Tasmania, often labeled as Australia’s Natural State, has been building up quite a bit of buzz in recent years… Hold on a minute, you should know this already since we are assuming you have read Pt. 1 of this article. Didn’t you? If you missed out, no worries, you can still do it now!
THOUSAND LAKE WILDERNESS LODGE, Liawenee, Central Plateau
Country boutique accommodation Tasmania
How many people can say to have slept in a converted 1980’s Antarctic research base in a wonderfully remote plateau in the heart of Tasmania’s World Heritage Area?
Well, a few, since the stunning Thousand Lake Wilderness Lodge has opened its doors to travellers in October 2017. The uniqueness of the natural landscape surrounding the Lodge have in fact attracted plenty of visitors who like to completely immerse themselves in the raw wilderness. Let’s consider though, that the place only counts a few rooms and it is set in an extremely secluded location in a faraway island, so it will still feel pretty exclusive, to say the least.
While outdoor activities might be the main attraction for visitors here (with wildlife spotting, mountain biking and trout fishing among the most popular), it is the structure and its interiors that really define the guests’ experience of the place.
The building, a former training station for the Australian Antarctic Division, was nearly derelict when a local Tasmanian transformed it into a charming eco-lodge and now the black walls and state of the art furniture give it a well-appointed quality, which transforms the vastness of nature extending from the tall windows as a mere reminder of how comfortably luxurious the interiors of the Lodge are.
The essence of its former days is still quite present though: the owner made a conscious decision to layout the building in a way that focuses on the shared areas and limited facilities in the private spaces, in an effort to recreate those community-like dynamics that very likely took place when it was inhabited by scientists.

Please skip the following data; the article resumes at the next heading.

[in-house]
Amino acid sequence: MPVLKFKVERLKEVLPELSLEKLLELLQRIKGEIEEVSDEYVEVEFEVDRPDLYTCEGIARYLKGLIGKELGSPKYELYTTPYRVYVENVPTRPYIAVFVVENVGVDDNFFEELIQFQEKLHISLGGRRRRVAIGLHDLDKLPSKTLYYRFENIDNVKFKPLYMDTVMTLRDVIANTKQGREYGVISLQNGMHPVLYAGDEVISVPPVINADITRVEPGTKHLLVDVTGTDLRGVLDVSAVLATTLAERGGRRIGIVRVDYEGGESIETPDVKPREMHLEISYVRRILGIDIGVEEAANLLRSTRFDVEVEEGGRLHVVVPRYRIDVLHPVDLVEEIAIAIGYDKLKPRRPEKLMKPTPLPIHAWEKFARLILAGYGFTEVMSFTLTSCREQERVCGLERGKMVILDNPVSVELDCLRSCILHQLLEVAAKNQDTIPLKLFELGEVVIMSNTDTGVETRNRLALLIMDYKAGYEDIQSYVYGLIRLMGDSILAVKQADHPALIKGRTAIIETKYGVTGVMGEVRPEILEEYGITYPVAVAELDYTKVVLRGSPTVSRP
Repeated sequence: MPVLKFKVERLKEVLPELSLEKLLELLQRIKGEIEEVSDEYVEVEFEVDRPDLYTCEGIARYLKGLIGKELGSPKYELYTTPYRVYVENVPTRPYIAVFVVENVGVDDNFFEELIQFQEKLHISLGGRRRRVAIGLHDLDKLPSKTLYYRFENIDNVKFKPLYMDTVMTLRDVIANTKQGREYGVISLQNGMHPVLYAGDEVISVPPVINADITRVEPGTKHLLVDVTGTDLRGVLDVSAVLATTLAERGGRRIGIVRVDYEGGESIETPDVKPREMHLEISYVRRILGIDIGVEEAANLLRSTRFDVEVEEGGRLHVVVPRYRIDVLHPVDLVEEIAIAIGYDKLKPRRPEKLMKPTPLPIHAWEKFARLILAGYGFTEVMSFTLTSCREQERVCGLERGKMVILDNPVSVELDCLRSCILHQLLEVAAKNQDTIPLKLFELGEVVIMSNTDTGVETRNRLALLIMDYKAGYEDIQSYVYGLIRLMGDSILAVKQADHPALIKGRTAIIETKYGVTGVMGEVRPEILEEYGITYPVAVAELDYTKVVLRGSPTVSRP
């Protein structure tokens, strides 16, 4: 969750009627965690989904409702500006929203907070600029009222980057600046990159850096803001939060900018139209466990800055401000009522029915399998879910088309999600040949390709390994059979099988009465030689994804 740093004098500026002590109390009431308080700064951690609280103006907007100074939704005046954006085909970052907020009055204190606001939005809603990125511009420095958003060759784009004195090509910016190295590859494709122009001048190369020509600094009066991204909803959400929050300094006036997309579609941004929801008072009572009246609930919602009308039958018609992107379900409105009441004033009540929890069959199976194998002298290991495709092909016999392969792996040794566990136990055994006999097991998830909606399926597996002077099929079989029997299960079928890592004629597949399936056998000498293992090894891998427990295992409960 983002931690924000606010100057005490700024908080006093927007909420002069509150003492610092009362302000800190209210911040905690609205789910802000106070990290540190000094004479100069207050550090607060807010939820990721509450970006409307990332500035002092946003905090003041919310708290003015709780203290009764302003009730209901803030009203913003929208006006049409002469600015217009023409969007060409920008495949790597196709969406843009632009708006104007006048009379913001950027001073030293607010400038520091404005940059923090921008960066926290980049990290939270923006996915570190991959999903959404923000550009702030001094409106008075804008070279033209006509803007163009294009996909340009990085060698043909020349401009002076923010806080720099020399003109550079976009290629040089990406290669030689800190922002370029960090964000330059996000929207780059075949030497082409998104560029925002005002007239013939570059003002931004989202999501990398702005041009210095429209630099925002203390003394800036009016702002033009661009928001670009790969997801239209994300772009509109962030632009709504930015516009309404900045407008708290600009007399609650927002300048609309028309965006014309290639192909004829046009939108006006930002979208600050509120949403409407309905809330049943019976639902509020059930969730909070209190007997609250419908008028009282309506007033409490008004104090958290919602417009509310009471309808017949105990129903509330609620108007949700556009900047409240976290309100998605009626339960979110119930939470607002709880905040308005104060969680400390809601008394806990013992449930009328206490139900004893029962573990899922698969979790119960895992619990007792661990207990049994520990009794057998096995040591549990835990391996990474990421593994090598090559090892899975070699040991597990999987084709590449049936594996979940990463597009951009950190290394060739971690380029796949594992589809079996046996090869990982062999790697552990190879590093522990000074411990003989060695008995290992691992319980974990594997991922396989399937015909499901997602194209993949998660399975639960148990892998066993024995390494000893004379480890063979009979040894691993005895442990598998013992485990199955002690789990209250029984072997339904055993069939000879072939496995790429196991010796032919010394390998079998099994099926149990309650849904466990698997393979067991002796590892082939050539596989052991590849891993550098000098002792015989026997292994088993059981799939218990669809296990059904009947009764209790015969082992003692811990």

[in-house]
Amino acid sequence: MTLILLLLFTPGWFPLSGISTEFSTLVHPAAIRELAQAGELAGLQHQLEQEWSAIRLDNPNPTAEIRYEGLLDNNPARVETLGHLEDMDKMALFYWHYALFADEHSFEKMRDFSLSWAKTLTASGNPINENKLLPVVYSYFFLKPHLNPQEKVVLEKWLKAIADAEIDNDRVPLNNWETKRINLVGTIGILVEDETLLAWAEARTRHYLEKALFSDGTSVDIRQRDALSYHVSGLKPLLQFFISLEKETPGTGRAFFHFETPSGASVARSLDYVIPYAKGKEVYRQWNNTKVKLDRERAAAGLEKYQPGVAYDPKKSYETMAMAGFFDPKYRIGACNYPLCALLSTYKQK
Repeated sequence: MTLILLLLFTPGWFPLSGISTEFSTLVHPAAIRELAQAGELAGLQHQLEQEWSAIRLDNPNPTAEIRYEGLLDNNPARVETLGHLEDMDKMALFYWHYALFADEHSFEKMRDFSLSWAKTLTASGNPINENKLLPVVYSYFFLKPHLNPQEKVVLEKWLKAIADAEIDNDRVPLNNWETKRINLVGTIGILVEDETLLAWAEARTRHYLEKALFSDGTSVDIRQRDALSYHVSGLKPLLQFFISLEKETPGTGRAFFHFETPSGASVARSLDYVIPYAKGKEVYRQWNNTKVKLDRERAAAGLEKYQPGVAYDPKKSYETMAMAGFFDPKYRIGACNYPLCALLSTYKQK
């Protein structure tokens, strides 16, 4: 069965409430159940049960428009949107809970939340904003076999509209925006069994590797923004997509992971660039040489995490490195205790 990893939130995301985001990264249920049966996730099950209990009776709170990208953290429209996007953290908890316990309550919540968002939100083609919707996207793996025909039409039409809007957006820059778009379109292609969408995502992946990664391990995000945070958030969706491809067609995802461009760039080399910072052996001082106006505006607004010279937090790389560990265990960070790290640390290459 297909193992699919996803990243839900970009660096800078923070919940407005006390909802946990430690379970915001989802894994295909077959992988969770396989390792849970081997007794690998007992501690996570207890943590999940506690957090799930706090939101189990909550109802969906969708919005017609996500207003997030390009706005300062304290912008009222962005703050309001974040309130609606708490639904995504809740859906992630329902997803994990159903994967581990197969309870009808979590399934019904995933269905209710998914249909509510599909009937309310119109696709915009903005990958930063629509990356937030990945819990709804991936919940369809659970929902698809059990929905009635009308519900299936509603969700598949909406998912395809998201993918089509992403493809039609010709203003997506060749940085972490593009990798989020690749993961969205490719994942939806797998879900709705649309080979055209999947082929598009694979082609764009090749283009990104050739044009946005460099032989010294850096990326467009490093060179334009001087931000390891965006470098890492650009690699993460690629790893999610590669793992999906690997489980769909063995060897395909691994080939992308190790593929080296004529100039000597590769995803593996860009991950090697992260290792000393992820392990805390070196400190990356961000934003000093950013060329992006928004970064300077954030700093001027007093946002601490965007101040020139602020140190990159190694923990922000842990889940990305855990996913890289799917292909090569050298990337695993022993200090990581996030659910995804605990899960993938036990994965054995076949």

Plus, it is entirely off-grid…AND it makes a great conversation starter.
CAPTAINS REST, Strahan, West Coast
Country boutique accommodation Tasmania
Chances are that the rustic, mundane beauty of this snug little water front shack have popped up in your Instagram feed a few times before.
Once again, this is the case of a “long-time-neglected-then-gloriously-restored” dwelling, but the character of the place as well as the story behind how the owner turned herself into an inn-keeper in a tiny historical village in the most isolated coast of Tasmania that make this place tale material.
Sarah Andrews, a passionate seafarer, was crossing the Pacific Ocean on a solo sailing journey to Australia from Mexico, when she was caught in a ravaging storm, which sank her precious boat. Luckily she was rescued, but after that night she decided that it was time to find a safer place that would give her that same feeling of freedom and blissful seclusion that her sailing adventures would offer. After a long search she came across a sale listing of the heritage-listed shack in a local newspaper, and the rest was history.
And while for most people the idea of converting an isolated shack would never eventuate to anything more than a daydream, Sarah made “reading in front of the fire, taking long baths, walking in the forest, swimming, fishing, dreaming, loving for months on end”, a reality, as she delightedly quotes on her website. Sarah didn’t stop there and not only transformed the space into the most delightful, well-curated home, brimming with an evolving collection of art, artifacts, vintage pieces and cosy fabrics from all around the world, but also made the place accessible to us day dreamers by turning into an Inn (thanks Sarah!) with a very appropriate name.
And while some of Tasmania’s most sought-after boutique accommodations are located in some of the most windswept, rugged regions of the state, Captains Rest, with its private jetty and water view from the antique claw footed bathtub, is an oasis of still tranquility made for winding down and enjoying some slow paced quality time.
Source: All credits Sarah Andrews via airbnb
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